Calculating the Cost of Living
By John Clay
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DEED's new Cost of Living tool is providing valuable information to employers, job seekers, policymakers and economic planners in Minnesota.
Understanding the cost of living in Minnesota just got easier with a new tool developed by the Labor Market Information Office at DEED. The Cost of Living tool estimates basic costs for individuals and families - by county, region and state.
The online tool uses federal and state data to examine costs in seven categories: food, housing, health care, transportation, child care, other necessities and net taxes. Total costs are presented as yearly and hourly dollar amounts, while category costs are presented in monthly dollar amounts.
The study was mandated by the Minnesota Legislature. It fills a gap in the state's economic information in the following ways:
- Employers want to set wages that attract and retain good workers. The tool can help gauge whether wages in a certain county will pay the bills and attract workers.
- Job seekers want to know what wages will cover family costs in their county.
- Policymakers want to know if the need for public subsidies is likely to rise or fall. Regional wages that meet or exceed the cost of living can signal reduced need for subsidies.
- Economic planners want to know if consumer expenditures will grow or slow. Regional wages that meet or exceed the cost of living can signal a potential for growth in the consumer economy.
What We Can Learn
The tool shows how family size, work hours, and region can affect costs. Let's look at a statewide average for a two-parent family with one child age four to five, recalling that these are estimates and actual cases can vary.
On one full-time job, the family needs $19.83 an hour to meet basic needs. On a full-time job for one parent and part-time for the other, they need $16.25 an hour. On two full-time jobs, they need $13.81 an hour. The hourly wage falls as family costs are spread across more work hours. The surprise is that the family's yearly costs are rising as the total work hours go beyond 40 a week.
If one parent already works full-time, adding a part-time job for the second parent triggers monthly child care costs of $433 and adds $265 in transportation costs. Moving that job from part-time to full-time doubles the monthly child care cost.
The family's yearly costs go from $41,244 with one full-time worker, to $50,688 with a full- and part-time worker, and to $57,468 with two full-time workers. This includes taxes due on the additional income required for child care and transportation.
The added hours do no more than pay for the added costs of working more hours. To get ahead, the parents would need to make more than these hourly rates or one parent would need to work more than 40 hours a week while the other remains at home.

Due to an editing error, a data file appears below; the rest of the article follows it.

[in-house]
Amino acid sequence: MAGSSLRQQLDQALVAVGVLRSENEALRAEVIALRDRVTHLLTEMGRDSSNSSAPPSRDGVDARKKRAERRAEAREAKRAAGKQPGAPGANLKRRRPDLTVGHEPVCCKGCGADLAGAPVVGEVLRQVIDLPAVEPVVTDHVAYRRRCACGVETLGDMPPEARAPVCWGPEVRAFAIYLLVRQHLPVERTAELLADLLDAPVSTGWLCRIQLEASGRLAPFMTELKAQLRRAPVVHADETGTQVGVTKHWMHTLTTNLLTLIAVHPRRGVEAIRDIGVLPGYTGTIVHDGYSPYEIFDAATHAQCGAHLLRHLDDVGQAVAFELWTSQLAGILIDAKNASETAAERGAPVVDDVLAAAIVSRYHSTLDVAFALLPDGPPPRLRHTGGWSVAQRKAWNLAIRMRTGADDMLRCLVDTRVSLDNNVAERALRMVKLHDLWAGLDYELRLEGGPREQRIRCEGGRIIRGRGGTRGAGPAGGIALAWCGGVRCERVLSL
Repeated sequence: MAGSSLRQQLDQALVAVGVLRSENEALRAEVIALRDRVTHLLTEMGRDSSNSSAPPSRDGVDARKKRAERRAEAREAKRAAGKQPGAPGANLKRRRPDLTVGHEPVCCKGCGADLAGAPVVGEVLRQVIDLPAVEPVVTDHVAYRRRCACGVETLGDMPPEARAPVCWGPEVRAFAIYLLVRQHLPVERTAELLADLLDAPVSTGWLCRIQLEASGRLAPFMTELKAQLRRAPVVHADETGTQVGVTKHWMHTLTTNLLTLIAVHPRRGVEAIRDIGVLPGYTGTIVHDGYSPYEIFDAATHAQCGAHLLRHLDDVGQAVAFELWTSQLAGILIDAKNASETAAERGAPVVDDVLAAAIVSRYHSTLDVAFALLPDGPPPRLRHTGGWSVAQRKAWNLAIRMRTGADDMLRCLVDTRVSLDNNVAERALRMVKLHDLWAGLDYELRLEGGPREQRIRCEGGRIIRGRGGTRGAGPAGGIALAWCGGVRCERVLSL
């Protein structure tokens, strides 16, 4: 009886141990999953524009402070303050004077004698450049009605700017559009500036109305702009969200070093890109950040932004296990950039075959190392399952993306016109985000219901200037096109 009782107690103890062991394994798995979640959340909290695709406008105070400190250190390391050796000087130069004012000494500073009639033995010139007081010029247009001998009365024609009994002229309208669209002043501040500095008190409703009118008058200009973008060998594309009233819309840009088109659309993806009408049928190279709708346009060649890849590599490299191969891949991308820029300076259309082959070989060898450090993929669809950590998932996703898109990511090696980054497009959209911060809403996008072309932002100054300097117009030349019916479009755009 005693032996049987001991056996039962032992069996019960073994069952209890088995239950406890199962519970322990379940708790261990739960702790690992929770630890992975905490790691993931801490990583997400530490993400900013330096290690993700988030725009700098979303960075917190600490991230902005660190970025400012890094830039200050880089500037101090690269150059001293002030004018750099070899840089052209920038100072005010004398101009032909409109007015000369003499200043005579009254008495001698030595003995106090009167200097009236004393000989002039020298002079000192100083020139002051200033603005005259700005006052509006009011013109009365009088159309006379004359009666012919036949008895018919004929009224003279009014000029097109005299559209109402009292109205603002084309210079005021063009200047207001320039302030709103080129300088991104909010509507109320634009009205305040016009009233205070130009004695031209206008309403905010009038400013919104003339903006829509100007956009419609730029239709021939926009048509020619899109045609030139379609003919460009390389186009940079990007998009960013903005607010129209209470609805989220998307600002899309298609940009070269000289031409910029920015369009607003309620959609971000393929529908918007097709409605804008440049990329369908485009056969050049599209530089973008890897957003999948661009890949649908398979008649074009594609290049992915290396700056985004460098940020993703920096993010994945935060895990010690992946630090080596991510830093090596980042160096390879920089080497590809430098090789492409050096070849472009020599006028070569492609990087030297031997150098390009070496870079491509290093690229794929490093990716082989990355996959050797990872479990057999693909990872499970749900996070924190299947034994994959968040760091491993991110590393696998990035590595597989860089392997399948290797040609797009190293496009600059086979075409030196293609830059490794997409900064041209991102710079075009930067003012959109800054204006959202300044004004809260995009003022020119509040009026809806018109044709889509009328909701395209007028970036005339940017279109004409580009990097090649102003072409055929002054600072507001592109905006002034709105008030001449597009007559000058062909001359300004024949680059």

Making a Selection
When using the tool, job seekers might select the family composition that comes closest to their own. Or if planning a family, they might try scenarios for future needs.
Employers, policymakers and researchers might be more likely to select an average family composition. The average family size in Minnesota is three people, and the average work week is less than 35 hours, according to the American Community Survey and the Current Employment Statistics survey.
The category "partnered, one full-time and one part-time worker, one child" provides a standard yearly cost and hourly wage need for a typical Minnesota family, regardless of how the weekly work hours are distributed between the two adults.
A Basic Living
The cost of living represents neither a poverty-level living nor a middle-class living but rather a living that meets basic needs for health and safety.
No money is built in for savings, vacations, entertainment, eating out, tobacco or alcohol, even though most of these elements are part of a normal healthy life. To meet the mandate of a basic-needs living, the tool excludes these costs.
A New Look at Living Costs
Rather than describing what families spend as the Consumer Expenditure Survey does, the tool estimates the cost of basic needs. We might buy one apple for two children if that is all we can afford, even though we need two apples. That's why spending is not a reliable indicator of needs.
And rather than looking at a change in costs over time as the Consumer Price Index does, the study looks at dollar costs. We don't ask the cashier at the store how many percent higher the apple's price is today than yesterday. We ask: How much does the apple cost?
The online tool shows costs for 24 family compositions in 107 Minnesota regions, for a total of 2,568 results. The full database offers additional family compositions by gender and age.
To request results beyond those represented in the online tool, talk with our experts at the Labor Market Information Office at 651-259-7384. Find the tool at mn.gov/deed/data/data-tools/col.